E.  Immigration

Immigration was a major topic.  Rep. Anna Eshoo’s (D-CA) staffer said the Congresswoman, with other Democratic Representatives, visited the US/ Mexico border in the midst of the US ripping children away from their parents.  This brought up memories of herself temporarily being taken from her mother as they entered the US through Ellis Island many years ago.  Sen. Kamala Harris (D-CA) also went to the US/ Mexico border during the crisis when the US was taking children away from their parents who were seeking asylum in the US.  Regarding taking children from their parents at the border, Rep. Juan Vargas  (D-CA) yelled at Trump, “Don’t you have kids, too?”  He has a  poster on his door: “It’s time, justice for Dreamers.” 

  F.  Military/Defense Spending/War

The defense industry has ties in every Congressional district in America and all -- or almost all -- DoP supporters who attended Advocacy Days have family members or friends who served in the military.  Many legislators recognized those who have served in the military, such as Rep. Ben Ray Lujan (D-NM) who has a poster outside of his office:  “Tribute to New Mexico’s Fallen Heroes.”  DoP advocate Ann Pestalozzi (CA) said, “If all people loved their neighbors as themselves we might not need the police nor the military. However, that is clearly not the case. A Department of Peacebuilding will not eliminate the need for police and the military.” At least not now.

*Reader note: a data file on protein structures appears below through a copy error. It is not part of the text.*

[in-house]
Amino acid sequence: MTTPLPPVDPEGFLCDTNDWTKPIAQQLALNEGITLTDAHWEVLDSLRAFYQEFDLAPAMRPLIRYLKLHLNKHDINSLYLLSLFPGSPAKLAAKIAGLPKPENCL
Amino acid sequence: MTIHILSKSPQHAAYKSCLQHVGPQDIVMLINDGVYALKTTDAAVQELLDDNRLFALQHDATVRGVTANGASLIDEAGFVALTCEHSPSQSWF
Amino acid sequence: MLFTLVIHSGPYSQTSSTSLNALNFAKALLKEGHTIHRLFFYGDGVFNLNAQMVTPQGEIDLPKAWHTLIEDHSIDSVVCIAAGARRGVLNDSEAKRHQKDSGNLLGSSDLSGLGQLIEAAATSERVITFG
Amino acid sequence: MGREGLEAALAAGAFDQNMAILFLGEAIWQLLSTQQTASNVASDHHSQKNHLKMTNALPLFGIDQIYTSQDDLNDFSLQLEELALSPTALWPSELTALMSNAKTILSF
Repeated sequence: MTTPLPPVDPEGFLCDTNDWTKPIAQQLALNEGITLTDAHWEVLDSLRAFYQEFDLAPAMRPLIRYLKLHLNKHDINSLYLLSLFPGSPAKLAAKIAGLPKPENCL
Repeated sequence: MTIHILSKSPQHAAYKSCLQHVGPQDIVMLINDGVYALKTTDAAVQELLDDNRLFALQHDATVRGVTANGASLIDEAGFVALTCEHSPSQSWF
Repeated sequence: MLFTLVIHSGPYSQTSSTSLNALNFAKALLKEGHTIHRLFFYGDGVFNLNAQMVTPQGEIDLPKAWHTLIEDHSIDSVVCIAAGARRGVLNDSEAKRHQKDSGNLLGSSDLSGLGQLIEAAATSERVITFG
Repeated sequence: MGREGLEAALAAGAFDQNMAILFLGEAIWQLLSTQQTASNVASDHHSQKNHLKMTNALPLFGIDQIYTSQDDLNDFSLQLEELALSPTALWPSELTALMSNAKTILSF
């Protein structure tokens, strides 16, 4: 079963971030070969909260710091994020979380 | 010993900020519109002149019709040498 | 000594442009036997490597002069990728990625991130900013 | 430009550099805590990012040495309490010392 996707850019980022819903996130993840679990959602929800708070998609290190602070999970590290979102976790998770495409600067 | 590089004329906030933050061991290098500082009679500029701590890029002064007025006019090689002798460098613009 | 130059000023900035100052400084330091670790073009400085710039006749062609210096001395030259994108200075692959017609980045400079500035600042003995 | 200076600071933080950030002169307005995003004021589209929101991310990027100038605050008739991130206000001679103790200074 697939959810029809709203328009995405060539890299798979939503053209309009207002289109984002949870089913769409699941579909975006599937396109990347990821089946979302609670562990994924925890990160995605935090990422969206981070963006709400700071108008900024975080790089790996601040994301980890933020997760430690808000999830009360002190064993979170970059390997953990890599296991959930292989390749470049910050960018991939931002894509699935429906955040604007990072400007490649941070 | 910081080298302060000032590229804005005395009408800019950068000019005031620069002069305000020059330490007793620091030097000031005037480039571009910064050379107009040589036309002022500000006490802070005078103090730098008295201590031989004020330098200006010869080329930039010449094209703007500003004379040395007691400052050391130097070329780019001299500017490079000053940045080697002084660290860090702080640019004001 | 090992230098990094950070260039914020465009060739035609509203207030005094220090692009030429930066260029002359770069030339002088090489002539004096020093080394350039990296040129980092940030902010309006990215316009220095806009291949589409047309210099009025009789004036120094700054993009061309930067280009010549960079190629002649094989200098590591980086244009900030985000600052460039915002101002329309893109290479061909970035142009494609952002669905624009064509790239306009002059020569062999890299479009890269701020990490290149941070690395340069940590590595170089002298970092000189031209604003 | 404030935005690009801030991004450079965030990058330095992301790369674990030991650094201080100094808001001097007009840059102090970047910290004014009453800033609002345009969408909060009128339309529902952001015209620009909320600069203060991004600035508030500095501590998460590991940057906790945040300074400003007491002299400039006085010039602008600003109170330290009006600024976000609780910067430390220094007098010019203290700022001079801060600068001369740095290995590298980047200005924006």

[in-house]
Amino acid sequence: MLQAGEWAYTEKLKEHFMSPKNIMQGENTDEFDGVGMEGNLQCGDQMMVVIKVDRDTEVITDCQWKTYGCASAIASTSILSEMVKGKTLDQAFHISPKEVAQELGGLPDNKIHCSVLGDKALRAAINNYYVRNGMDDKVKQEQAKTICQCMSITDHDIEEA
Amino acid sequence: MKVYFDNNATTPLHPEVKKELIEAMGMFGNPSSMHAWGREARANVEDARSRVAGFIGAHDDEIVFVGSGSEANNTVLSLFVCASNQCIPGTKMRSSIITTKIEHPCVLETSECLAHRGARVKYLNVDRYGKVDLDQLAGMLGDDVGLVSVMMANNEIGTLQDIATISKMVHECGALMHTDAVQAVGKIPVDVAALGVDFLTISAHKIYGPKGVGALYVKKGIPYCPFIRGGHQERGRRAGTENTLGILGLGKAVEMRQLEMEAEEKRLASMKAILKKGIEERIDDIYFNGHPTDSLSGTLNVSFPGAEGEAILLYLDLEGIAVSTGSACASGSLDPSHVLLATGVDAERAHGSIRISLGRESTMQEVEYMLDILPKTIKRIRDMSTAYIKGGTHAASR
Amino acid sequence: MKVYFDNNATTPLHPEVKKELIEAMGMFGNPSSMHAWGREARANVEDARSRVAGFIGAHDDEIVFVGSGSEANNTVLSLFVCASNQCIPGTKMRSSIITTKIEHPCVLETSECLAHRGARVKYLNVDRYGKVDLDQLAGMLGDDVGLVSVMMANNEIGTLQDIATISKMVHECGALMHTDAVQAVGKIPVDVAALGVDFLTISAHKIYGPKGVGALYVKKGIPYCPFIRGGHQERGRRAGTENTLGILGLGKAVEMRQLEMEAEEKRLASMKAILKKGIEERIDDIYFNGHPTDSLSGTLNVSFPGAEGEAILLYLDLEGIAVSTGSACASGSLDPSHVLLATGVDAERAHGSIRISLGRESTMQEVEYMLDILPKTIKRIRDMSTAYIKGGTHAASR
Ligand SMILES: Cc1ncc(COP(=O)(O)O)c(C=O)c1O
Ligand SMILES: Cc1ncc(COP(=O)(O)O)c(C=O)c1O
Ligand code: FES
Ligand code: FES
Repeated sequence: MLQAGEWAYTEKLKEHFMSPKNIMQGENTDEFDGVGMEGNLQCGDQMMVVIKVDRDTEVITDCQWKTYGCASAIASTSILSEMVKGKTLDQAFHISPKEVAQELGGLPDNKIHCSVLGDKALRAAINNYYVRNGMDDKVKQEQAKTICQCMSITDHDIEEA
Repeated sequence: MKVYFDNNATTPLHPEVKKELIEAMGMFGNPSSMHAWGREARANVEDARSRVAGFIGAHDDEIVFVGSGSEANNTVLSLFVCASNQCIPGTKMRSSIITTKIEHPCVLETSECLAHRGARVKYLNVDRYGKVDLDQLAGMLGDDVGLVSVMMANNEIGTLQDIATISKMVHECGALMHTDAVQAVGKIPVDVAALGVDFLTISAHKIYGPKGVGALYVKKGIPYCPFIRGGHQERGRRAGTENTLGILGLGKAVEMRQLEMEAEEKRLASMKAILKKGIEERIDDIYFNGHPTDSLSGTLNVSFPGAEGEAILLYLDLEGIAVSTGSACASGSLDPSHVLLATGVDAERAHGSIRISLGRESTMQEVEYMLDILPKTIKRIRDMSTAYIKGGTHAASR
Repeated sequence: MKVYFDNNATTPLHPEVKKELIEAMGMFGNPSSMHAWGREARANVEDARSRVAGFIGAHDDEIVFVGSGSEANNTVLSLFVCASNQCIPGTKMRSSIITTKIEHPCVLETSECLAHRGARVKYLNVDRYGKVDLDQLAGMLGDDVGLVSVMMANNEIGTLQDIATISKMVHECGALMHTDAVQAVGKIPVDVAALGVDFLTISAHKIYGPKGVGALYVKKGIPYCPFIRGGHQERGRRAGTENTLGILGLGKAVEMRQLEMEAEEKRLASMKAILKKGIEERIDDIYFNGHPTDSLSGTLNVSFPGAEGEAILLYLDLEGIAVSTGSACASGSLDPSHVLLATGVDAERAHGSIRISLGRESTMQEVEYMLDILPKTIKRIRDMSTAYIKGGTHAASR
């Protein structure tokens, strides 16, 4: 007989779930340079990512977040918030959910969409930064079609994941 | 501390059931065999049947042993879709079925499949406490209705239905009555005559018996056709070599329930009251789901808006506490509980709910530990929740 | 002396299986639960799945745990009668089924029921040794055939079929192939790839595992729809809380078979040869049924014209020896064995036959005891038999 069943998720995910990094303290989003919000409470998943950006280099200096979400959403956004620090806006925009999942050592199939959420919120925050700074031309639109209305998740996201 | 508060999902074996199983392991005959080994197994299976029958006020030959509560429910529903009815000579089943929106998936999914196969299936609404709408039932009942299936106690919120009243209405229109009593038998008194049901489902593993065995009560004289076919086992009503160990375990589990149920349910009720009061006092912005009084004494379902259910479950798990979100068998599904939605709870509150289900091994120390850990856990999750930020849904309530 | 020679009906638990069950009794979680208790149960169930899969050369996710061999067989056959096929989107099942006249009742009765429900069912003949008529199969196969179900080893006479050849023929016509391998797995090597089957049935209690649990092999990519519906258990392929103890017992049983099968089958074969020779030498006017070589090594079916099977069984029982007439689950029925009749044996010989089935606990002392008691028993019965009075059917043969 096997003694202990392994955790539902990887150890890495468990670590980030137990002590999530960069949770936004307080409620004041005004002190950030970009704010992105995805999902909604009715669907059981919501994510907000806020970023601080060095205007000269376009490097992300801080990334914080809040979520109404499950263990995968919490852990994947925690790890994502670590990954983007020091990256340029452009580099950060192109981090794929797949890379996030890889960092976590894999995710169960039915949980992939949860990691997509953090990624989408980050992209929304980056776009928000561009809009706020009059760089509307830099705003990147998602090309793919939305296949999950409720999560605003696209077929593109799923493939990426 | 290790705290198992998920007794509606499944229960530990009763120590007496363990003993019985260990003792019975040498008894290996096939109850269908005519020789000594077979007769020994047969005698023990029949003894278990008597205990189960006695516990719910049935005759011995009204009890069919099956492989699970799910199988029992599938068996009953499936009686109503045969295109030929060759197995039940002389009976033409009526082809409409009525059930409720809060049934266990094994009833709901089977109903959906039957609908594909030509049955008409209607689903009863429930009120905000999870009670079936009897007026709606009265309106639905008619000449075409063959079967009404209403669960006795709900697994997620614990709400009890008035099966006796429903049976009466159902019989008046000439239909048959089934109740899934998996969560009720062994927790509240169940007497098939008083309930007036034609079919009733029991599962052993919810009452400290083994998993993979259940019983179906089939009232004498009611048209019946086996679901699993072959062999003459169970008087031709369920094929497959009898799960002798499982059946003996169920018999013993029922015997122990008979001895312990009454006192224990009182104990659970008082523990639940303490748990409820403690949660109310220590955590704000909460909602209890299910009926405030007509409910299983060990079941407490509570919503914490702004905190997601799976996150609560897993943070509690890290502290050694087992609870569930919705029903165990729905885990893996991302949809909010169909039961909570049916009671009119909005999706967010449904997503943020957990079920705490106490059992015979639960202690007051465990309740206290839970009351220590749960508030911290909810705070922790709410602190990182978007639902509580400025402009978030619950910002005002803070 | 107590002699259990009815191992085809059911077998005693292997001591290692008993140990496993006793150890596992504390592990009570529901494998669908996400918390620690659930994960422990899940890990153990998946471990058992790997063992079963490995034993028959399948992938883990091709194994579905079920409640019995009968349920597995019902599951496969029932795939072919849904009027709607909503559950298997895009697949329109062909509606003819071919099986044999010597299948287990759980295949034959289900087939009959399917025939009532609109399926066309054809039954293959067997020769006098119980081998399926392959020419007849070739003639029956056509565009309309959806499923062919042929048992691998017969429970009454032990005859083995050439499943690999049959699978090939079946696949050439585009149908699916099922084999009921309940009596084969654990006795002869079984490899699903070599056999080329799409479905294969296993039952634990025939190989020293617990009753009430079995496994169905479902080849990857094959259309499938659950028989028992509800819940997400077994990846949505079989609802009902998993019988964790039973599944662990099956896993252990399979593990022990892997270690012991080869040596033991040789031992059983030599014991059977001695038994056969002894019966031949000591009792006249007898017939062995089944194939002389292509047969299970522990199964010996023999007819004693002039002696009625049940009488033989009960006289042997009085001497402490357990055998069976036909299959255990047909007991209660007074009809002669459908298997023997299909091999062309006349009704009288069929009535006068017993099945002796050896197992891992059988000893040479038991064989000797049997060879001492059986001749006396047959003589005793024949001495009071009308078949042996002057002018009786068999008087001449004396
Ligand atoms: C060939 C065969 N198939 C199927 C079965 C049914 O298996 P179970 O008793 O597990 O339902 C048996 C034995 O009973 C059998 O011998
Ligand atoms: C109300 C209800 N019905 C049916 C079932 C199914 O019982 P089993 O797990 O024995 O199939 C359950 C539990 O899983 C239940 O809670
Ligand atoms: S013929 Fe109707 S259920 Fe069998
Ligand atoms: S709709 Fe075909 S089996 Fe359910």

On his website, Rep. John Lewis (D-GA) wrote, “As a student of Dr. Martin Luther King, Jr., Mahatma Gandhi and Nelson Mandela, I have long believed that peace is a true way for change.  In recent years, this belief has been further validated though  studies which examine the economics of peace. Countries which are more peaceful internally and with their neighbors are often wealthier nations … If we prevent acts of violence on our streets, in our schools, there is no need to incarcerate.  If we prevent war, there is no need to cut education and social insurance programs to cover the costs.”